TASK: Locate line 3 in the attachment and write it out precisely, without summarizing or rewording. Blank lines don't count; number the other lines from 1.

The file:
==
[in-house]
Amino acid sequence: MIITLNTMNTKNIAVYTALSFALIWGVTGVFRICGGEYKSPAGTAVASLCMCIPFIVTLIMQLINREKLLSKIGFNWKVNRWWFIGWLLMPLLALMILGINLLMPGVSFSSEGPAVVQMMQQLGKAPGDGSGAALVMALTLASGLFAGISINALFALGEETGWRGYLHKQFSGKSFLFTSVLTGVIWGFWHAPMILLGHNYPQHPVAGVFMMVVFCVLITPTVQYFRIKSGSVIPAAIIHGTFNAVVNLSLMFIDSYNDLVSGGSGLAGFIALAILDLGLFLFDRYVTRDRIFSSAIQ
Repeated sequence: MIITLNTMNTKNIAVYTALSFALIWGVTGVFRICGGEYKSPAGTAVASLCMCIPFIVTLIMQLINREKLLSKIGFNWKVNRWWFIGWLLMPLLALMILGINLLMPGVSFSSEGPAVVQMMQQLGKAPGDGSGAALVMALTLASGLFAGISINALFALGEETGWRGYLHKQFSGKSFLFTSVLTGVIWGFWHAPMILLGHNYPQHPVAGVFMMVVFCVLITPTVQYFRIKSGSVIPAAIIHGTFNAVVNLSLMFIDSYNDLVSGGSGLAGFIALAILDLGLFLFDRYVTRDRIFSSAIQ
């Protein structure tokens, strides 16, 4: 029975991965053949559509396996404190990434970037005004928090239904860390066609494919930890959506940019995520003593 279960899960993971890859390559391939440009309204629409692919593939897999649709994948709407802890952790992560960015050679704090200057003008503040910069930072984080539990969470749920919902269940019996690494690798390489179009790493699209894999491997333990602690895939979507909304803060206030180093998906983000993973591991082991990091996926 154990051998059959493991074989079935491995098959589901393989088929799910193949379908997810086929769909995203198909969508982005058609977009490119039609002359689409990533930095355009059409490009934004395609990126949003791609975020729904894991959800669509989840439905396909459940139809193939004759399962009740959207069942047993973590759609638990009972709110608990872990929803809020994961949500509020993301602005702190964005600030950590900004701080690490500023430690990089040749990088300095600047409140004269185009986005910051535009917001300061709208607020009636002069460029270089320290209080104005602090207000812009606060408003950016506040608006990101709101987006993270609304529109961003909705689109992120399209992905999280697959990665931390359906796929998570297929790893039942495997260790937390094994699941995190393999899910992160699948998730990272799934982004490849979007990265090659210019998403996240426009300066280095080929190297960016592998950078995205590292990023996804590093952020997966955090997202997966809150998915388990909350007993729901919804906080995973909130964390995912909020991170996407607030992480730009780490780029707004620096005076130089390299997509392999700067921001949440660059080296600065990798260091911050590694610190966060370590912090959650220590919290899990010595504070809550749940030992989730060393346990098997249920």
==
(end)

Repeated sequence: MIITLNTMNTKNIAVYTALSFALIWGVTGVFRICGGEYKSPAGTAVASLCMCIPFIVTLIMQLINREKLLSKIGFNWKVNRWWFIGWLLMPLLALMILGINLLMPGVSFSSEGPAVVQMMQQLGKAPGDGSGAALVMALTLASGLFAGISINALFALGEETGWRGYLHKQFSGKSFLFTSVLTGVIWGFWHAPMILLGHNYPQHPVAGVFMMVVFCVLITPTVQYFRIKSGSVIPAAIIHGTFNAVVNLSLMFIDSYNDLVSGGSGLAGFIALAILDLGLFLFDRYVTRDRIFSSAIQ